Starring: Arnold Schwarzenegger (The Terminator), Forest Whitaker (The Last King of Scotland), Peter Stormare (The Big Lebowski), Luis Guzman (Boogie Nights), Jamie Alexander (Thor), Johnny Knoxville (Jackass)

Director: Kim Jee-woon (The Good, the Bad, the Weird)

Writer: Andrew Knauer

Runtime: 1 hour 47 minutes

Release Date: 18 January (US), 24 January (UK)

The legendary king of action has returned to his roots for his first leading man role in 10 years. Can an old dog still learn new tricks, or should Arnold have never said, “I’ll be back”?


Let me get this out of the way quickly: this movie is f***ing stupid. Ridiculously so. But that by no means it is bad. This is classic dumb fun, and no amount of nitpicking can stop it from being so. Sure, there are plot holes abound and moments where the laws of physics takes a nap, but the film’s complete lax attitude towards common sense means it never bothered me. The dialogue, however, is another story. Action movies like this are rarely the work of Shakespeare, but the exposition dumping here is colossally clunky and never feels natural. On the other side of it, the film lacks good one-liners; for an Arnold movie, that’s majorly disappointing. The film is also quite slow at the start, but sitting through it is worth it to get to the last half hour, which is an action extravaganza that will constantly leave you in both shock and laughter.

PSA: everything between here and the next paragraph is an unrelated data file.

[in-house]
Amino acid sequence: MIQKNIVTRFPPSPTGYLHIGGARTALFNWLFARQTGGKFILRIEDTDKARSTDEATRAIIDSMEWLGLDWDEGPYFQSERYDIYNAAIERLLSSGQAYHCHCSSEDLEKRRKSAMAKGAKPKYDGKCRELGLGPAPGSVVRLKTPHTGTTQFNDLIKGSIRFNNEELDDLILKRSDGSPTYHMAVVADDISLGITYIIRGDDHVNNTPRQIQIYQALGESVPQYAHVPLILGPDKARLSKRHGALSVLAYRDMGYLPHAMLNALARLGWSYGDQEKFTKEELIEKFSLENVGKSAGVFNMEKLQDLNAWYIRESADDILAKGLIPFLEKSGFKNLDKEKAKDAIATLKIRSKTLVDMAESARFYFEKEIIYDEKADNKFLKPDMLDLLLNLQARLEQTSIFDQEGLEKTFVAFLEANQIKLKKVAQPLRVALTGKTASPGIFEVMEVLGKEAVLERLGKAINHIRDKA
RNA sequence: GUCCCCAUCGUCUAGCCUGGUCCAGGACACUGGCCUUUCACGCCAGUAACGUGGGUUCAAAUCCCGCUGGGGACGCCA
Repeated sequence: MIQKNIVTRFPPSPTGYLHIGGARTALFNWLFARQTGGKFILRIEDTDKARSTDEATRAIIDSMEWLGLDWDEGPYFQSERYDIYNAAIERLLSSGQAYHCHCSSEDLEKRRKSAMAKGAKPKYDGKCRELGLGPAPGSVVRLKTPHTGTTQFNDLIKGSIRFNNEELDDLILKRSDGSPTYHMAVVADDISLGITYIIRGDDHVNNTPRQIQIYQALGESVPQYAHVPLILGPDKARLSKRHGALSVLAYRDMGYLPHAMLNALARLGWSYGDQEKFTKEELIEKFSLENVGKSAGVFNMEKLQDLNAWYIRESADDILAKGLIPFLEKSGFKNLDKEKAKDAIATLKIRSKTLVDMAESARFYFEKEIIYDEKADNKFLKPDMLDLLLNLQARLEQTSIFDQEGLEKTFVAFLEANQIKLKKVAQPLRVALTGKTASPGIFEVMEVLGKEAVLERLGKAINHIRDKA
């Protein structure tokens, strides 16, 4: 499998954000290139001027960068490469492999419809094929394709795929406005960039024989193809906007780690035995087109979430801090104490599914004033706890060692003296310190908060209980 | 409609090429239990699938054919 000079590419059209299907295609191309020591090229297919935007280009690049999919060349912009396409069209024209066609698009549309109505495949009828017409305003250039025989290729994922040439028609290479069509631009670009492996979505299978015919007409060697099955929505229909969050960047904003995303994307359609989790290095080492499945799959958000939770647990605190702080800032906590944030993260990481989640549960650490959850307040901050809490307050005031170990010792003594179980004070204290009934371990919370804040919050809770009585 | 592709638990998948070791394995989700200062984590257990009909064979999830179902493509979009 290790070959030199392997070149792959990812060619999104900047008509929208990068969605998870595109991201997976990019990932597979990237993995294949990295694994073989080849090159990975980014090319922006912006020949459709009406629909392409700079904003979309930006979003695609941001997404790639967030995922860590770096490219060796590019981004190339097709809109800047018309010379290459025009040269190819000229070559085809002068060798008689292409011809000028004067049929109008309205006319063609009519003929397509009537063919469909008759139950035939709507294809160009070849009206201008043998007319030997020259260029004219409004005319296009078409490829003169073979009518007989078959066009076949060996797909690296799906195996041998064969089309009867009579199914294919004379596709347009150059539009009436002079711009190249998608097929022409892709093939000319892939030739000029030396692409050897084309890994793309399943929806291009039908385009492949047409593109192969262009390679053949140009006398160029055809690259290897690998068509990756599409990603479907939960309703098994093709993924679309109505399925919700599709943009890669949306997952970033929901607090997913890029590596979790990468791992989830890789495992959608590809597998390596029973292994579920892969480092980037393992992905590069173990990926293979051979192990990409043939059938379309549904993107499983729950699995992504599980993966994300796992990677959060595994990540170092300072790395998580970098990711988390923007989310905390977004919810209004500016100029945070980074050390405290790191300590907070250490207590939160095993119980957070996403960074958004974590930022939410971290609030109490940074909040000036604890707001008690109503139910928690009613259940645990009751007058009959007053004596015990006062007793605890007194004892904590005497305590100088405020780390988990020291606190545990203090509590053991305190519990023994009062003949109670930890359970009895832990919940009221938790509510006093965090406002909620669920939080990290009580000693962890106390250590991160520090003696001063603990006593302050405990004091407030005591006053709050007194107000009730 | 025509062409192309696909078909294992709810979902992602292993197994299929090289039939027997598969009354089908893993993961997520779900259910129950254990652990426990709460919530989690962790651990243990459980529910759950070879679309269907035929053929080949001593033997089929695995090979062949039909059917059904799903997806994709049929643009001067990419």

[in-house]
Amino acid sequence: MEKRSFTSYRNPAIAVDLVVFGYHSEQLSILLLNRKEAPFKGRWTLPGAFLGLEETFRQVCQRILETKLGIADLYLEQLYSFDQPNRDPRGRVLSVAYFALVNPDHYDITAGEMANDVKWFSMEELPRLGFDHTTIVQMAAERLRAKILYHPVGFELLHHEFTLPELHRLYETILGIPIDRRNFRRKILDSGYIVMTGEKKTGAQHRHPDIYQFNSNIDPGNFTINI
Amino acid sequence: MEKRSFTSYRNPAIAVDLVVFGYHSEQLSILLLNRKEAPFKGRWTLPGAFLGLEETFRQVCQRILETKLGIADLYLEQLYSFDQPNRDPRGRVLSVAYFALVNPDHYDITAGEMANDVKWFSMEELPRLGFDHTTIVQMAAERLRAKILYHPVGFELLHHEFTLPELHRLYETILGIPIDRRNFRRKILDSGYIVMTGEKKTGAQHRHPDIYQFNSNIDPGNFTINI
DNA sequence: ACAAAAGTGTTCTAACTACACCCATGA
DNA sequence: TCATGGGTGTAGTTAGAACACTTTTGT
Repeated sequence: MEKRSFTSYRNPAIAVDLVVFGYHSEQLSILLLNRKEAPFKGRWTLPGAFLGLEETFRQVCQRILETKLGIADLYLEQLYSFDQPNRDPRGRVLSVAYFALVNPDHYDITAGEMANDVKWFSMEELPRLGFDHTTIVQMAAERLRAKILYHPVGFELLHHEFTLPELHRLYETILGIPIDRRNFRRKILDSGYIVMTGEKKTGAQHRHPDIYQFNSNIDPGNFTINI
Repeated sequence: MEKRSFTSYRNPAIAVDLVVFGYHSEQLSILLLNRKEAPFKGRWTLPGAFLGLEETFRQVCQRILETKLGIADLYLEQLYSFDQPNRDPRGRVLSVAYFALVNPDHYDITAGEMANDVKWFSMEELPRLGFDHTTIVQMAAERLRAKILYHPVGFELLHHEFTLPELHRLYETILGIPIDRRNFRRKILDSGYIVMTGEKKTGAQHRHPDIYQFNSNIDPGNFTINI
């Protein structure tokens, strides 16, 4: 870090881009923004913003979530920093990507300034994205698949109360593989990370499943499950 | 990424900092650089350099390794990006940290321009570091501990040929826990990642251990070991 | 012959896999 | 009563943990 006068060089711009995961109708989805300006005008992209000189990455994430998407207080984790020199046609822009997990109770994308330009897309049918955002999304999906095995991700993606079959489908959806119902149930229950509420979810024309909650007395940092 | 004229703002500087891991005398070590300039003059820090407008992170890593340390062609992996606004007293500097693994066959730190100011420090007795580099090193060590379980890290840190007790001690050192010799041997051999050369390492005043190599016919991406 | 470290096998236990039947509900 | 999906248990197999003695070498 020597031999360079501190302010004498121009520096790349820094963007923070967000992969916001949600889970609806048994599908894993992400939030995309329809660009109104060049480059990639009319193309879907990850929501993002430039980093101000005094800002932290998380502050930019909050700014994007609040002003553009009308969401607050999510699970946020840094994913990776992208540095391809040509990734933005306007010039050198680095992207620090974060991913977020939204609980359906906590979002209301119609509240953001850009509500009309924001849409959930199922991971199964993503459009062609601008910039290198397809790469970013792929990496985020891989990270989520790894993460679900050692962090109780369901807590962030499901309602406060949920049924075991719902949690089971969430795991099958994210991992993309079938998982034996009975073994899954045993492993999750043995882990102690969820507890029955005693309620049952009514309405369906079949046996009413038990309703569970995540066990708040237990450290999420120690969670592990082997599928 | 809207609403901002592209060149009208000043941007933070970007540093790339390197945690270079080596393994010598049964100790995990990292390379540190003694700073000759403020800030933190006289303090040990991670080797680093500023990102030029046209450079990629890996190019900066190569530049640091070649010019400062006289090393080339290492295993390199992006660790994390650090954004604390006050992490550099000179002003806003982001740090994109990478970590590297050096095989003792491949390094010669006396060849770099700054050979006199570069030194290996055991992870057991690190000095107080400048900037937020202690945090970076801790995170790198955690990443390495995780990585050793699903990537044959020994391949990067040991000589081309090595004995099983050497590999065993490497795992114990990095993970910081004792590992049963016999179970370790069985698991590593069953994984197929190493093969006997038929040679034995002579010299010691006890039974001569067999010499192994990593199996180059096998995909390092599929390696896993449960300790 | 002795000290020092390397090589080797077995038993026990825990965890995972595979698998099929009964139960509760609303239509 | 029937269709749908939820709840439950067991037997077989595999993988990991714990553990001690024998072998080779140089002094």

I hate to say it, but it’s true: Arnold Schwarzenegger has never been a good actor. I love the guy, faults and all, but age and experience hasn’t exactly done much to improve his acting ability. Regardless, it’s great to see him back. The rest of the cast are capable, but none of them truly shine that bright. Whitaker often looks like he’s going through the motions, whilst Stormare gives the usual strange performance he gives in 95% of his movies. Guzman and Knoxville often lighten up the film during its duller moments, but the film really needs much more Arnold that it has.

When The Last Stand gets into action mode, it goes straight for the highest gear. The stuff on display here doesn’t exactly break the mould like The Raid, but it is still crazy and bombastic enough to entertain thoroughly. The cinematography really livens up the action, though it is still occasionally too close for comfort. That combined with some choppy editing can sometimes ruin the flow of the carnage, and that’s disappointing. When will action filmmakers take a hint and film action from a distance? For every film like Skyfall or Jack Reacher that does it right, we get a dozen movies edited in this nausea-enducing fashion. Despite this, the film delivers on what it promises.

The Last Stand is loud, idiotic, violent trash…and bloody great fun! I went in not asking for anything thought provoking and came out with a smirk on my face. Arnold is back on screen and, though maybe not in the best shape or in the best film, I couldn’t be happier.